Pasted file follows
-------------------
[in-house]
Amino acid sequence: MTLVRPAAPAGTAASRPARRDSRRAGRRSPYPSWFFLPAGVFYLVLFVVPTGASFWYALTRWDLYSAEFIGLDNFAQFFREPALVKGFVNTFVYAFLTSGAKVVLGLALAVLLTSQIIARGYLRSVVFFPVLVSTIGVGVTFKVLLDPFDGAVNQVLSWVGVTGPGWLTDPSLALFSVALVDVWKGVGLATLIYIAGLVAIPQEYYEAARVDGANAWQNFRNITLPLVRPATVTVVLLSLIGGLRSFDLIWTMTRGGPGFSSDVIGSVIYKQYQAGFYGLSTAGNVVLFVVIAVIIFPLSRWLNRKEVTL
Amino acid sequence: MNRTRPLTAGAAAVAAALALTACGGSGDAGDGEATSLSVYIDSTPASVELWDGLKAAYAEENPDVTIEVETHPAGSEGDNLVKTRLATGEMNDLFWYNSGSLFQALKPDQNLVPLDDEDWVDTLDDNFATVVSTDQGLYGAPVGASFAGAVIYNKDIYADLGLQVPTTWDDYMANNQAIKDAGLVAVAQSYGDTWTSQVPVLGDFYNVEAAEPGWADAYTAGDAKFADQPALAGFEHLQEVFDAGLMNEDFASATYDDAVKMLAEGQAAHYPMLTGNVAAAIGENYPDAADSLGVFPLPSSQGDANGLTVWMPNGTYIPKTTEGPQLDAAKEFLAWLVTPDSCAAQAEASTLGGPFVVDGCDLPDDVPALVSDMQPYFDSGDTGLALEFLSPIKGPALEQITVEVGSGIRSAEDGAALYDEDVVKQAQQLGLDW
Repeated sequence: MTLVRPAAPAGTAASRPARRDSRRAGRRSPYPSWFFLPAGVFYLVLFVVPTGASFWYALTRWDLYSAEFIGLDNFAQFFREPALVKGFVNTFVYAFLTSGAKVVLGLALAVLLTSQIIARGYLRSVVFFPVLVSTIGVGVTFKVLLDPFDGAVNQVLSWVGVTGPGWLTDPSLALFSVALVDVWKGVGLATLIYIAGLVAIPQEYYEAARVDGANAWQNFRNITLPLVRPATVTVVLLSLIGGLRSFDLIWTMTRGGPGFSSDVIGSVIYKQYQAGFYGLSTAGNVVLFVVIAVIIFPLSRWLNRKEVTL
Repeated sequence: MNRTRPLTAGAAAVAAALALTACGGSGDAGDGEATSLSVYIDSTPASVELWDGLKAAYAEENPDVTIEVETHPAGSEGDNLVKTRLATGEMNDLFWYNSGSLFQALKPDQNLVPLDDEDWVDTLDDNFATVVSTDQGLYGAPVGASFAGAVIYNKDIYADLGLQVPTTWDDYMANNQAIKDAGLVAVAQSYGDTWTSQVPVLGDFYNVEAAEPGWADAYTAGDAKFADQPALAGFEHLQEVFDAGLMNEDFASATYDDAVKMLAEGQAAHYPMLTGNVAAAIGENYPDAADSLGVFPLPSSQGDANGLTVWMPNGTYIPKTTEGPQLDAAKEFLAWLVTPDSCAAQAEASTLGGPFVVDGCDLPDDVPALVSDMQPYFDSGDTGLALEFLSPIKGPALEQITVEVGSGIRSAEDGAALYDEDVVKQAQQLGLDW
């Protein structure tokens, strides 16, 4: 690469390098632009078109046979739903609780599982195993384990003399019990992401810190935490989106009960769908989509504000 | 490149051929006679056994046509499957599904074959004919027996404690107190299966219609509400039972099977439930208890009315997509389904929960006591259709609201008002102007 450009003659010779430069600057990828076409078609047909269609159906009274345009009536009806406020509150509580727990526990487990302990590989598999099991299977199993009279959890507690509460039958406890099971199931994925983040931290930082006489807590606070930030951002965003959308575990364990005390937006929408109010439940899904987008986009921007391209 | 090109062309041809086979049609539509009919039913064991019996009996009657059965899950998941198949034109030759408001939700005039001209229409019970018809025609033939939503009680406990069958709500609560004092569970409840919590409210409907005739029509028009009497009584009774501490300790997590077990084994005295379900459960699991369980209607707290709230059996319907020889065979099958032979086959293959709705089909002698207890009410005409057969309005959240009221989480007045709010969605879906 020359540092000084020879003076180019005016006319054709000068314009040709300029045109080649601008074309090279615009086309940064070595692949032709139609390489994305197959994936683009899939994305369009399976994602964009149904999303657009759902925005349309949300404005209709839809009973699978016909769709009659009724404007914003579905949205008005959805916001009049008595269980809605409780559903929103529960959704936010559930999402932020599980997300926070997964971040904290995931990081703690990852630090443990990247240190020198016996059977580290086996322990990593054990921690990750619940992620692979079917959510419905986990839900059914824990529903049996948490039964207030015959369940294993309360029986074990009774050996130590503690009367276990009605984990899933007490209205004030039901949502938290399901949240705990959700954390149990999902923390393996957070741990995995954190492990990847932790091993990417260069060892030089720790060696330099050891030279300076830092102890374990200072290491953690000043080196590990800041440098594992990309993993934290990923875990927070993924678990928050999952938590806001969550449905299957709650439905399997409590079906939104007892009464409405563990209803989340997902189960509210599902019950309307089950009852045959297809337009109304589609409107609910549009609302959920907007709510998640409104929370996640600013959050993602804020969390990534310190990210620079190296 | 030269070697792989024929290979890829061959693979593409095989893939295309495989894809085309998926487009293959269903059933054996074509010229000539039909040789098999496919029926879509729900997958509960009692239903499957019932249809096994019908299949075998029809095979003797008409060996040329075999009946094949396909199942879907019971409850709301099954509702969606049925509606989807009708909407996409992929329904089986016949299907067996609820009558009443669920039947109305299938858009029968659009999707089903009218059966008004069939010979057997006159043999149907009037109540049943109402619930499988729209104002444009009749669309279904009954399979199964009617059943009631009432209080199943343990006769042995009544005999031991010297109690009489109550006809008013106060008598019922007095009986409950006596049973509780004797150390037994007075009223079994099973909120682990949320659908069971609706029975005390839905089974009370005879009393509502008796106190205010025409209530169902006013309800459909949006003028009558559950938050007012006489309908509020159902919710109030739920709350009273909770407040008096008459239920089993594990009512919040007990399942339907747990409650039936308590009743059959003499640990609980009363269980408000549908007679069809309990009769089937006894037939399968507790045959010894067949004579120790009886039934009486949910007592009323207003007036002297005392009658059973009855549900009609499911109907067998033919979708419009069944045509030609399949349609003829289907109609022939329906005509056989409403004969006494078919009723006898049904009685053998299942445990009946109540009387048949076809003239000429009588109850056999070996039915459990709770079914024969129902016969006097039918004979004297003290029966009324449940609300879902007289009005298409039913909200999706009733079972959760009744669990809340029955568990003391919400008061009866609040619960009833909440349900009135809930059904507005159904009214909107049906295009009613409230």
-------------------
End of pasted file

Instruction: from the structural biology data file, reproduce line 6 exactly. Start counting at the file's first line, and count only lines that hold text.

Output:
């Protein structure tokens, strides 16, 4: 690469390098632009078109046979739903609780599982195993384990003399019990992401810190935490989106009960769908989509504000 | 490149051929006679056994046509499957599904074959004919027996404690107190299966219609509400039972099977439930208890009315997509389904929960006591259709609201008002102007 450009003659010779430069600057990828076409078609047909269609159906009274345009009536009806406020509150509580727990526990487990302990590989598999099991299977199993009279959890507690509460039958406890099971199931994925983040931290930082006489807590606070930030951002965003959308575990364990005390937006929408109010439940899904987008986009921007391209 | 090109062309041809086979049609539509009919039913064991019996009996009657059965899950998941198949034109030759408001939700005039001209229409019970018809025609033939939503009680406990069958709500609560004092569970409840919590409210409907005739029509028009009497009584009774501490300790997590077990084994005295379900459960699991369980209607707290709230059996319907020889065979099958032979086959293959709705089909002698207890009410005409057969309005959240009221989480007045709010969605879906 020359540092000084020879003076180019005016006319054709000068314009040709300029045109080649601008074309090279615009086309940064070595692949032709139609390489994305197959994936683009899939994305369009399976994602964009149904999303657009759902925005349309949300404005209709839809009973699978016909769709009659009724404007914003579905949205008005959805916001009049008595269980809605409780559903929103529960959704936010559930999402932020599980997300926070997964971040904290995931990081703690990852630090443990990247240190020198016996059977580290086996322990990593054990921690990750619940992620692979079917959510419905986990839900059914824990529903049996948490039964207030015959369940294993309360029986074990009774050996130590503690009367276990009605984990899933007490209205004030039901949502938290399901949240705990959700954390149990999902923390393996957070741990995995954190492990990847932790091993990417260069060892030089720790060696330099050891030279300076830092102890374990200072290491953690000043080196590990800041440098594992990309993993934290990923875990927070993924678990928050999952938590806001969550449905299957709650439905399997409590079906939104007892009464409405563990209803989340997902189960509210599902019950309307089950009852045959297809337009109304589609409107609910549009609302959920907007709510998640409104929370996640600013959050993602804020969390990534310190990210620079190296 | 030269070697792989024929290979890829061959693979593409095989893939295309495989894809085309998926487009293959269903059933054996074509010229000539039909040789098999496919029926879509729900997958509960009692239903499957019932249809096994019908299949075998029809095979003797008409060996040329075999009946094949396909199942879907019971409850709301099954509702969606049925509606989807009708909407996409992929329904089986016949299907067996609820009558009443669920039947109305299938858009029968659009999707089903009218059966008004069939010979057997006159043999149907009037109540049943109402619930499988729209104002444009009749669309279904009954399979199964009617059943009631009432209080199943343990006769042995009544005999031991010297109690009489109550006809008013106060008598019922007095009986409950006596049973509780004797150390037994007075009223079994099973909120682990949320659908069971609706029975005390839905089974009370005879009393509502008796106190205010025409209530169902006013309800459909949006003028009558559950938050007012006489309908509020159902919710109030739920709350009273909770407040008096008459239920089993594990009512919040007990399942339907747990409650039936308590009743059959003499640990609980009363269980408000549908007679069809309990009769089937006894037939399968507790045959010894067949004579120790009886039934009486949910007592009323207003007036002297005392009658059973009855549900009609499911109907067998033919979708419009069944045509030609399949349609003829289907109609022939329906005509056989409403004969006494078919009723006898049904009685053998299942445990009946109540009387048949076809003239000429009588109850056999070996039915459990709770079914024969129902016969006097039918004979004297003290029966009324449940609300879902007289009005298409039913909200999706009733079972959760009744669990809340029955568990003391919400008061009866609040619960009833909440349900009135809930059904507005159904009214909107049906295009009613409230």